Noise levels: Speaking of noise levels, consider the noise output of your case. If you're building a home theater PC or a workstation that needs to be quiet, look for a case with sound-dampening materials and low noise output. On the other hand, if you're building a gaming PC that will be under your desk, noise may not be as much of a concern.

Cable management: A clean and organized interior not only looks better but also helps with airflow and cooling. It also comes in handy when it comes to maintenance. Look for a case with plenty of cable management options, such as routing holes and tie-down points. Some cases even have built-in cable channels to help keep everything tidy.

Build quality: Next, consider the build quality of the case. You want a sturdy, well-made case with no sharp edges or flimsy panels. A good case will also have easy-to-remove panels to access your components easily.

Some 'no name' generic cases have a tendency to have metal edges that are not deburred, leaving them extremely sharp, which will lead to cuts on your hands as you assemble your computer. Since a good quality case can last for years, spending a little more on a quality case is just good sense.

Serviceability: With living in a dry environment like Phoenix, we have an extreme amount of dust and need to clean our systems on a regular basis. Having a computer case that can be easily cleaned of dust is essential.
An open-design computer case
Remember that most computer cases also come with dust filters that need to be cleaned, so having side and top panels that can be easily removed is handy.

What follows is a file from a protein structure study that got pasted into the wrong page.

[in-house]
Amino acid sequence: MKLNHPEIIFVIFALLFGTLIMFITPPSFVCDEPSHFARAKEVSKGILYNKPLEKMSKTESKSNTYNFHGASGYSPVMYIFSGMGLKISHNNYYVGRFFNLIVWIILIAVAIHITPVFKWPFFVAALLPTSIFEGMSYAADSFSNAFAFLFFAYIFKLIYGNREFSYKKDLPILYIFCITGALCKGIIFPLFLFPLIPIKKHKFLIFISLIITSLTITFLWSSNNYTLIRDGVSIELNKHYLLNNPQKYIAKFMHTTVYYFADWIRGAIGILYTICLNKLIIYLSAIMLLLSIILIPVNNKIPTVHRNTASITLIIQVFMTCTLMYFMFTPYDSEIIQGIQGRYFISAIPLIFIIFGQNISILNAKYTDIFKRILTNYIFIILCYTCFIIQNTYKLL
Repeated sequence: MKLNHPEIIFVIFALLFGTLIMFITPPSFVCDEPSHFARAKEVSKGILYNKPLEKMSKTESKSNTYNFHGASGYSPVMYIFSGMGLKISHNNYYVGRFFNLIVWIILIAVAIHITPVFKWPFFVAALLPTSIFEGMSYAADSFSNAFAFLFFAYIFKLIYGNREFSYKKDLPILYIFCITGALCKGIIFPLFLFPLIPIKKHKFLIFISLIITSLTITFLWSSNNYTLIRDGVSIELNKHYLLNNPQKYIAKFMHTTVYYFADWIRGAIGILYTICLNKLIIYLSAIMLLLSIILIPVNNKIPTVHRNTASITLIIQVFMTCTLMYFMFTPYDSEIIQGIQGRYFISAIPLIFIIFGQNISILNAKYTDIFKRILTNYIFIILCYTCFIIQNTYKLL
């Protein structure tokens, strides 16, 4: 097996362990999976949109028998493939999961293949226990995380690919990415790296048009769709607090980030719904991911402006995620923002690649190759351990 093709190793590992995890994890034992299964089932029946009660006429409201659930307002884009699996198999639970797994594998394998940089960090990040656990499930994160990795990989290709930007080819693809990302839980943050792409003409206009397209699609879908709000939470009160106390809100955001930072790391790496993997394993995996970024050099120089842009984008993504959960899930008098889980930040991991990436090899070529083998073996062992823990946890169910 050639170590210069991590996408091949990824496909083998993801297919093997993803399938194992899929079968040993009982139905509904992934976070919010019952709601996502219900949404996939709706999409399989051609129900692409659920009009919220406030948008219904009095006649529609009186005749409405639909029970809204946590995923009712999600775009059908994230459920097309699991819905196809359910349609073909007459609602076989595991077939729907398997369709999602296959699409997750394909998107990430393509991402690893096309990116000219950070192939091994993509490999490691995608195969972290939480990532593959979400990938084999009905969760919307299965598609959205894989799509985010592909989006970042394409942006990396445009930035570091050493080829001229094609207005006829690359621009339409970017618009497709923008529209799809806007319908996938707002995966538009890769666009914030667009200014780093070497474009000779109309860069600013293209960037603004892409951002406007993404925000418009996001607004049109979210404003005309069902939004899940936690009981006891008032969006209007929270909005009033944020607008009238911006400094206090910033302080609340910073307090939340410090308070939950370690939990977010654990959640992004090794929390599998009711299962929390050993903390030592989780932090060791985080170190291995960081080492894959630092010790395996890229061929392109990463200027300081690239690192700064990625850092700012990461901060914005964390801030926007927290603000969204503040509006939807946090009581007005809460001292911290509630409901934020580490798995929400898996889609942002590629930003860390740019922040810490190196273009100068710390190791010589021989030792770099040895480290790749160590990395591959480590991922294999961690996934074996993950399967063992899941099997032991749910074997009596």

In addition to these tips, you'll also want to consider the overall style and design of the case. Do you want a sleek and minimalist look or something with more RGB lighting and flashy designs? Ultimately, the right case for you will depend on your personal preferences and needs.

For more information on building your own computer, check out the following articles.

How to build a computer

How to find compatible computer parts online

Things to keep in mind when building a custom-built computer

Common problems to avoid when building your own computer

Common problems to avoid when building your own computer

Are you planning to build your own computer? It can be an exciting project, as you get to choose the components that match your needs and preferences. However, building a computer from scratch can also come with its own set of challenges and errors. In this article, we will discuss the common problems to avoid when building your own computer.

Common problems to avoid when building your own computer

Having built and serviced many custom-built computers, there are certain things I watch out for. The tips outlined in this article are meant to assist you in building your own computer. For the basic steps to building a custom computer, check out How to build a computer.

Choosing components: One of the most common mistakes people make when building their own computer is selecting the wrong components. You must choose components that are compatible with one another. For example, if you choose a motherboard that only supports DDR4 RAM, you won't be able to use DDR5 RAM, no matter how much you want to.

How to find compatible computer parts online

Enough space for components: When building a computer, it's essential to make sure that you have enough space for all the components. If you're building a Small Form Factor computer, make sure that all the components you choose can fit inside the case. It's also essential to make sure that there is enough space for adequate cooling and airflow. Remember, you cannot install a full-size ATX motherboard into a microATX case.